Abstract: External features of the tail and pelage, and quantitative cranial characteristics were used to discriminate Peromyscus leucopus from P. maniculatus (n = 204) from northeastern North America. Species assignments were based on the phenotype of salivary amylase. Characteristics of the pelage and tail yielded correct identification of 55% of adult specimens. A previously published discriminant-function equation based on 11 cranial measurements correctly classified 66% of adults and 56% of specimens of all age classes. Two new discriminant equations were generated based on 12 and 11 skull measurements, respectively. The first equation correctly classified 100% of skulls in two separate datasets (n = 164; n = 50), and the second correctly classified 94% in a single dataset (n = 195).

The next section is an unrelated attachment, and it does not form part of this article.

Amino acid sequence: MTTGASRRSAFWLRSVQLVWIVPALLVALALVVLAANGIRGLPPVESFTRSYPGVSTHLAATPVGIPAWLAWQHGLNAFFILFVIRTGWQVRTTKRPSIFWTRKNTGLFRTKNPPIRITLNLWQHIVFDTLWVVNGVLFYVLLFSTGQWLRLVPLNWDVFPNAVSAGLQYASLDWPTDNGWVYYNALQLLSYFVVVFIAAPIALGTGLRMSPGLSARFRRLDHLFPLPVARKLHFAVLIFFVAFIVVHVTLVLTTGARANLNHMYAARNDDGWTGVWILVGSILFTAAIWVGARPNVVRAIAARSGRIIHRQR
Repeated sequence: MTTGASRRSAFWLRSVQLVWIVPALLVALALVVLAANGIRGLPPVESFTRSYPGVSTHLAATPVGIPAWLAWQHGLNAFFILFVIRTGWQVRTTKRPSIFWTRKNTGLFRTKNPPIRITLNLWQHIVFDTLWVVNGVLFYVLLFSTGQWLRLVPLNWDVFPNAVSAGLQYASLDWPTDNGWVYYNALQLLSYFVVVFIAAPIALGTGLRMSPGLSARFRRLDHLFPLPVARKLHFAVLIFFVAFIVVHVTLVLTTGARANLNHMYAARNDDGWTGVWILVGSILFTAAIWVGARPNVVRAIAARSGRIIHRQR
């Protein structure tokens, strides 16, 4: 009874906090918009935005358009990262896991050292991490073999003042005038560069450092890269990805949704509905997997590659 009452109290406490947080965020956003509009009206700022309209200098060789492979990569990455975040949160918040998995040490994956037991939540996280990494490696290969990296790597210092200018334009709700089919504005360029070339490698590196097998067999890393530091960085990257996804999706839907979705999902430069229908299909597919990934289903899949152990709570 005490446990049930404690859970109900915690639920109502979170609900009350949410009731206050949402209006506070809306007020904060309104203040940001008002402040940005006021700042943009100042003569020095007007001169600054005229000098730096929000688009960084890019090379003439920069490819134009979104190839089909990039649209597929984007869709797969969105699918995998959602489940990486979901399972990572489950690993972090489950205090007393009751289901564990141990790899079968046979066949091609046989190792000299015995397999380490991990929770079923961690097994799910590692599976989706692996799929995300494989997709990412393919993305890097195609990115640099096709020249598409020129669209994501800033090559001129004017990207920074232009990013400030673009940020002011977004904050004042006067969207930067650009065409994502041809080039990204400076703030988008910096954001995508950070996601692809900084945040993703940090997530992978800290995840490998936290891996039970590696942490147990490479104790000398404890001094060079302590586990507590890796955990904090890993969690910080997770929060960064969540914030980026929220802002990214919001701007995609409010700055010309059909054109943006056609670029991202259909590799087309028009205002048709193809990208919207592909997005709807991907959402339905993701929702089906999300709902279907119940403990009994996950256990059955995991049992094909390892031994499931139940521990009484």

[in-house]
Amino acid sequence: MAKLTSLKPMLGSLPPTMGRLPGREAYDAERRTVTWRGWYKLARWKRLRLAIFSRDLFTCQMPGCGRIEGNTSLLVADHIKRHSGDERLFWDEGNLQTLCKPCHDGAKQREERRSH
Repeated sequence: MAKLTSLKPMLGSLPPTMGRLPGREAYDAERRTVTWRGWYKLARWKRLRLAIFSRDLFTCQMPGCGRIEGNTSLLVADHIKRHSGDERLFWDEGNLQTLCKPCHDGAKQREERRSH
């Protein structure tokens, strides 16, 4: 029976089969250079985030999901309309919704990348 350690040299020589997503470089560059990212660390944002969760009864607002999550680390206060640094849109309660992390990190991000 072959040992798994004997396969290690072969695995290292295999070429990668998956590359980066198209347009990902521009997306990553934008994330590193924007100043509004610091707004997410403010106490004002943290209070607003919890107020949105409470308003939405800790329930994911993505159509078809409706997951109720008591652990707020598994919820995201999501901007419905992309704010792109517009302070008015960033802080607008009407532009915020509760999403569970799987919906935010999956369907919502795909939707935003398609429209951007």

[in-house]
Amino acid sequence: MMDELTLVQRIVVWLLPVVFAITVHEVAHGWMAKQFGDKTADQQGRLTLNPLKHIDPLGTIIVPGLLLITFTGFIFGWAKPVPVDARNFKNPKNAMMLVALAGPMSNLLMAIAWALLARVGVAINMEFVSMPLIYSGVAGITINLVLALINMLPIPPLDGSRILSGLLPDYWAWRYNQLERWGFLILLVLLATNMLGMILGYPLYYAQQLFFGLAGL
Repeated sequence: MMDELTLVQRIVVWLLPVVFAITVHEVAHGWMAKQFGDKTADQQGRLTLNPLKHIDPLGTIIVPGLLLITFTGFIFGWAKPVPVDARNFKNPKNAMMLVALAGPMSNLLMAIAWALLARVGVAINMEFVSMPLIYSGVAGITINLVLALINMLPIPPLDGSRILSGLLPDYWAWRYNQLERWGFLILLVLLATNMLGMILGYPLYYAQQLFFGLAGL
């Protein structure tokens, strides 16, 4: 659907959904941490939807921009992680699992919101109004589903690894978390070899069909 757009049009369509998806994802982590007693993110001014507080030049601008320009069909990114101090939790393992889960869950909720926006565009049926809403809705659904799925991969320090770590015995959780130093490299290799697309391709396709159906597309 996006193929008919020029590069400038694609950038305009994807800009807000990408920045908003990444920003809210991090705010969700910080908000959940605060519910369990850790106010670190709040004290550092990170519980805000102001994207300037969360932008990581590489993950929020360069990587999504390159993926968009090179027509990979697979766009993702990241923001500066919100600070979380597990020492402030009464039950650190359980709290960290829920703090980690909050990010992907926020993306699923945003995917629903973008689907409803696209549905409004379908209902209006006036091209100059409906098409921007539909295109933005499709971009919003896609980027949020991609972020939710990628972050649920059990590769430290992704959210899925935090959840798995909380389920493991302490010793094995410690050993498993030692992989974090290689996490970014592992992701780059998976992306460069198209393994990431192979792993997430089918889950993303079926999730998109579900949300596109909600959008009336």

To assess the usefulness of morphologic characters in identifying deer mice (Peromyscus maniculatus), white-footed mice (P. leucopus) and cotton mice (P. gossypinus) in sympatry, cranial and external measurements were recorded for two groups of these rodents. Each group contained individuals of the three species. One assemblage represented known individuals (species identifications verified using electrophoretic techniques) and the other unknowns (species identification not verified; test group). With the known group, we developed a system of identification based on selected morphologic features. These features were used to determine the identification of individuals in the test group. Following identification, individuals identified in the test group were confirmed using electrophoretic procedures. Two characters (greatest length of skull and length of hindfoot) separated 100% and 91% of P. gossypinus in the known group and 94.6% and 98% in the test group, respectively. A single external metric (tail length/total length) correctly classified 95% of P. maniculatus in both the known and test groups. A suite of four cranial (greatest length of skull, length of nasal, post-palatal length and length of diastema) and one external character (length of tail) correctly classified all of the individuals in the initial group and 90%, 91% and 100% of P. maniculatus, P. leucopus and P. gossypinus, respectively, in the test group. We concluded that morphologic characters can be used to accurately detect species of Peromyscus in sympatry.